Brown v. Stephens

Filing 7

ORDER DISMISSING CASE, Petitioner's Habeas Corpus is DENIED, and this case is DISMISSED WITH PREJUDICE. All other pending Motions are DENIED AS MOOT. The Court also DENIES Petitioner a Certificate of Appealability. Signed by Judge Xavier Rodriguez. (wg)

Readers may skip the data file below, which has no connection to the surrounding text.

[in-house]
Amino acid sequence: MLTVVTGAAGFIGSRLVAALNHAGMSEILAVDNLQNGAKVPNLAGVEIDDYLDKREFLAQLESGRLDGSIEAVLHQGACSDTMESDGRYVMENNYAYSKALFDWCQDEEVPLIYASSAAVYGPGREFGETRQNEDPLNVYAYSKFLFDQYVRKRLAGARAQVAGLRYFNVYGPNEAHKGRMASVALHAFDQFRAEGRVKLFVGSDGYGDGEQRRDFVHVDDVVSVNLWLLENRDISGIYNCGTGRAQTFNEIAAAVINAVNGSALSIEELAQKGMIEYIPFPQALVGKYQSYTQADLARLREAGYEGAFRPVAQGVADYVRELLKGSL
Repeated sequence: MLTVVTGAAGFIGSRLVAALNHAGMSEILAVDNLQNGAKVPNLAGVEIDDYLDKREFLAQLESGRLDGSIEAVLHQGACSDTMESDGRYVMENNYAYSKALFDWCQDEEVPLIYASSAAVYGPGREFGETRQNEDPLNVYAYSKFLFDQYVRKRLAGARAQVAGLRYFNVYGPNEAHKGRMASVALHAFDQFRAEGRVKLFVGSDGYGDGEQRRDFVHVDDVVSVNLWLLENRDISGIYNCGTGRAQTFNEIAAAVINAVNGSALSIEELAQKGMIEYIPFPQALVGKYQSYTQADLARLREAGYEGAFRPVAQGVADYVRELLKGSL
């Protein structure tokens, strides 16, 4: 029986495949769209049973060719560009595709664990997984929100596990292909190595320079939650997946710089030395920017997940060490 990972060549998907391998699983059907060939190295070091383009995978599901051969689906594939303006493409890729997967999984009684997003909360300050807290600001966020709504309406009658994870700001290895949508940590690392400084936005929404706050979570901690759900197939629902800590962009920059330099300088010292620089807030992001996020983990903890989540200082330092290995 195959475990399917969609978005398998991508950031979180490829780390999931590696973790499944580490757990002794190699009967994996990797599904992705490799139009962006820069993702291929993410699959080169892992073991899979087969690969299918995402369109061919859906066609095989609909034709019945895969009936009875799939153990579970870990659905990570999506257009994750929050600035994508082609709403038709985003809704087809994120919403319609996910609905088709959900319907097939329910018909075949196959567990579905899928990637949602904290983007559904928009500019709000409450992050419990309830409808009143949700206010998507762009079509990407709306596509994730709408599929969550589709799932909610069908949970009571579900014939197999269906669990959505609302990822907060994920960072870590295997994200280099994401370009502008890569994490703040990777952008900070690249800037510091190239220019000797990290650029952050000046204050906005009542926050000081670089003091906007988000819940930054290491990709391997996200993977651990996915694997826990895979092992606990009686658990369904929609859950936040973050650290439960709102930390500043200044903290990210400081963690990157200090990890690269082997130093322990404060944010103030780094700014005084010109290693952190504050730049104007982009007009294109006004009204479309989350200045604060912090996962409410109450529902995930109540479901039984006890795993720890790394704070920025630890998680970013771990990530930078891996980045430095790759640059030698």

Download PDF